40. Fibrocystic Breast Disease • Pronounced • (figh-broh-SIS-tik breast dih-ZEEZ) • Defined • Presence of single or multiple fluid-filled cysts that are palpable in the breasts • Cysts are benign and fluctuate in size with the menstrual period

  41. Fibroid Tumor • Pronounced • (FIGH-broyd tumor) • Defined • A benign, fribous tumor of the uterus

  42. Leiomyoma • Pronounced • (ligh-oh-my-OH-mah) • Defined • Benign, smooth muscle tumor of the uterus

  43. Ovarian Carcinoma • Pronounced • (oh-VAY-ree-an car-sin-OH-mah) • Defined • Malignant tumor of the ovaries, most commonly occurring in women in their 50s • Rarely detected in early stage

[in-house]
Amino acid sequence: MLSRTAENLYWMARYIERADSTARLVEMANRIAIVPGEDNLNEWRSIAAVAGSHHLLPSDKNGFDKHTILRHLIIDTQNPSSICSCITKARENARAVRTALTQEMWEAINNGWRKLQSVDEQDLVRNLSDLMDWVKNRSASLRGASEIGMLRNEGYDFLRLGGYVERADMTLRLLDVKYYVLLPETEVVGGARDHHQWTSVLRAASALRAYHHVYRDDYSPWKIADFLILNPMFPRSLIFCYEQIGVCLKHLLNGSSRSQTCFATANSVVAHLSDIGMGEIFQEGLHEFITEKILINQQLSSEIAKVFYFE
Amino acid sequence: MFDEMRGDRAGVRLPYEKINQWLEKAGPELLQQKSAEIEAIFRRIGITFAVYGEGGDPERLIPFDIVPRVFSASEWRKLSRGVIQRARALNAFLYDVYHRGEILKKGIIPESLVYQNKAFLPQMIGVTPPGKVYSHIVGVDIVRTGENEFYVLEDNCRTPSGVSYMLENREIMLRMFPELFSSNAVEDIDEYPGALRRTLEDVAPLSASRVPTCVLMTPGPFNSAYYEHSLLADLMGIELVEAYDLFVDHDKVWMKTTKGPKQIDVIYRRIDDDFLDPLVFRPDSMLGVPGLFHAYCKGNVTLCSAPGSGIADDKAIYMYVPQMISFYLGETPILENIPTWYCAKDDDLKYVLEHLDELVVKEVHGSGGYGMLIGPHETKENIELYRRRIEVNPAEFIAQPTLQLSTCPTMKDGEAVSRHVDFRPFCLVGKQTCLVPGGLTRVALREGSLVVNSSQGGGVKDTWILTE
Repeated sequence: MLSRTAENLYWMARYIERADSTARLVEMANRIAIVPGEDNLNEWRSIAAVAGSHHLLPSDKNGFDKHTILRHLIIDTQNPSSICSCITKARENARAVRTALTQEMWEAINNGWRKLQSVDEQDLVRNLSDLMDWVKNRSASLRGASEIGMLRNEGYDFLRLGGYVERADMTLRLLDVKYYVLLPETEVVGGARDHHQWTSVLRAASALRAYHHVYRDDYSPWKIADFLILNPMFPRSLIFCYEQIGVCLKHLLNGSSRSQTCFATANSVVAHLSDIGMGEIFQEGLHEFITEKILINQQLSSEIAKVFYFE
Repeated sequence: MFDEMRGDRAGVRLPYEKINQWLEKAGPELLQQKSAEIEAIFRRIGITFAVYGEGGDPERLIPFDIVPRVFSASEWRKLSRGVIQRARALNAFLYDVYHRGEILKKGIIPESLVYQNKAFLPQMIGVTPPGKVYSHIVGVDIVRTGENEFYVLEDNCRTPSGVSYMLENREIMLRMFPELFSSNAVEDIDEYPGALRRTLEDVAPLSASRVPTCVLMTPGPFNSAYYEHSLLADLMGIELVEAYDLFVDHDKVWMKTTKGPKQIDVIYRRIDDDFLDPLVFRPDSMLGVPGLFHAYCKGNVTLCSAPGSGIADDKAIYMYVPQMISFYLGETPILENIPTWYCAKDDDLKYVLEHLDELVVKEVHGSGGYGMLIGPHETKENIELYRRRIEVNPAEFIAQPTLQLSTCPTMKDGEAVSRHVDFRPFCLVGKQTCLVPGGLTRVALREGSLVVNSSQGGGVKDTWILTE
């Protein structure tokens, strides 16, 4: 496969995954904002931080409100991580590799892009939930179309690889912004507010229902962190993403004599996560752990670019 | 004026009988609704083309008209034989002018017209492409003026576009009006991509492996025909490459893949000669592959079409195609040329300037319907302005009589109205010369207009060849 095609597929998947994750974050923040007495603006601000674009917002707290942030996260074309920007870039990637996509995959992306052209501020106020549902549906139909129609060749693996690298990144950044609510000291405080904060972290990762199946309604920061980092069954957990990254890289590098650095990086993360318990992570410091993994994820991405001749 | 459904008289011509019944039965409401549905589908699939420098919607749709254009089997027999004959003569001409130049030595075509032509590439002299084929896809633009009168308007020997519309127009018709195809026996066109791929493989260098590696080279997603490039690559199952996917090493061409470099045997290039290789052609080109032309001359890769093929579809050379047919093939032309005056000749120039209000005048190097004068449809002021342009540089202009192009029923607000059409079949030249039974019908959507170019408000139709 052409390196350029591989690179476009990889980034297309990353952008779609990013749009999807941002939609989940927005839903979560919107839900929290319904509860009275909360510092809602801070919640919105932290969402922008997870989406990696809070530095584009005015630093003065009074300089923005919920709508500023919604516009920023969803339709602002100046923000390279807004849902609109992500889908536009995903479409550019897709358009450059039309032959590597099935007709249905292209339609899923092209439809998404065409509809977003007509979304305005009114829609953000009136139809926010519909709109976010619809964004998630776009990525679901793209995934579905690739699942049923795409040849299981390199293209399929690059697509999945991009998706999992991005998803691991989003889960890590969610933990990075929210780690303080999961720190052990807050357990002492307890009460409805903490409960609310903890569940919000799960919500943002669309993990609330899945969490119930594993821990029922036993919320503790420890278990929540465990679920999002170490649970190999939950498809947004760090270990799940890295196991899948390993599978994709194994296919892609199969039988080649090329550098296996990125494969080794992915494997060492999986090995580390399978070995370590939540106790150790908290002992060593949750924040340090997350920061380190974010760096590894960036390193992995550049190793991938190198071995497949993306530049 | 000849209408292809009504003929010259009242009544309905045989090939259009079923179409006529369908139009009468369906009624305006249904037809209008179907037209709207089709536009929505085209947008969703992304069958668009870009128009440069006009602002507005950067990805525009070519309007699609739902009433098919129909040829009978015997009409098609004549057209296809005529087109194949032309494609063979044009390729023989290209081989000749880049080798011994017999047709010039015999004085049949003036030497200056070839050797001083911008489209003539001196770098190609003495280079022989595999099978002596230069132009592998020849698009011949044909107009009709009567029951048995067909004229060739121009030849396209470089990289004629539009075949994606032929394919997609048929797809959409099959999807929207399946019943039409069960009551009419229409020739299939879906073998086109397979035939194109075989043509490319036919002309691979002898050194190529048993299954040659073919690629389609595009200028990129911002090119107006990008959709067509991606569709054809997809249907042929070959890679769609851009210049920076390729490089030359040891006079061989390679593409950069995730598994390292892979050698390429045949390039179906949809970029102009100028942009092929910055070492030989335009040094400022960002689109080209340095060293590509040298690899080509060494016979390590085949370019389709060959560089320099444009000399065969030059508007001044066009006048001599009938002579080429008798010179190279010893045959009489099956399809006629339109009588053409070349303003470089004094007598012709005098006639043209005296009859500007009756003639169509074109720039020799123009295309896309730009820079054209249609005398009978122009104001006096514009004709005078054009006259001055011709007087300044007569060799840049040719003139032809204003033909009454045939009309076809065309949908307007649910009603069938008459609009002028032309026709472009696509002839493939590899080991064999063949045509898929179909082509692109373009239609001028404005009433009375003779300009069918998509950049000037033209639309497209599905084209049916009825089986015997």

44. Ovarian Cysts • Pronounced • (oh-VAY-ree-an SISTS) • Defined • Benign, globular sacs (cysts) that form on or near the ovaries • May be fluid filled or may contain semisolid materials

  45. Pelvic Inflammatory Disease (PID) • Pronounced • (PELL-vik in-FLAM-mah-toh-ree dih-ZEEZ) • Defined • Infection of the fallopian tubes • Salpingitis

  46. Stress Incontinence, Urinary • Pronounced • STRESS in-CON-tin-ens YOO-rih-nair-ee) • Defined • Inability to hold urine when the bladder is stressed by sneezing, coughing, laughing, or lifting

  47. Vaginitis • Pronounced • (vaj-in-EYE-tis) • Defined • Inflammation of the vagina and the vulva


  49. Diagnostic Techniques, Treatments, and Procedures • Aspiration biopsy • Invasive procedure in which a needle is inserted into an area of the body, such as the breast • Withdraws tissue or fluid sample for microscopic examination and diagnosis

  50. Diagnostic Techniques, Treatments, and Procedures • Breast self-examination • Procedure in which the woman examines her breasts and surrounding tissue for evidence of any changes that could indicate the possibility of malignancy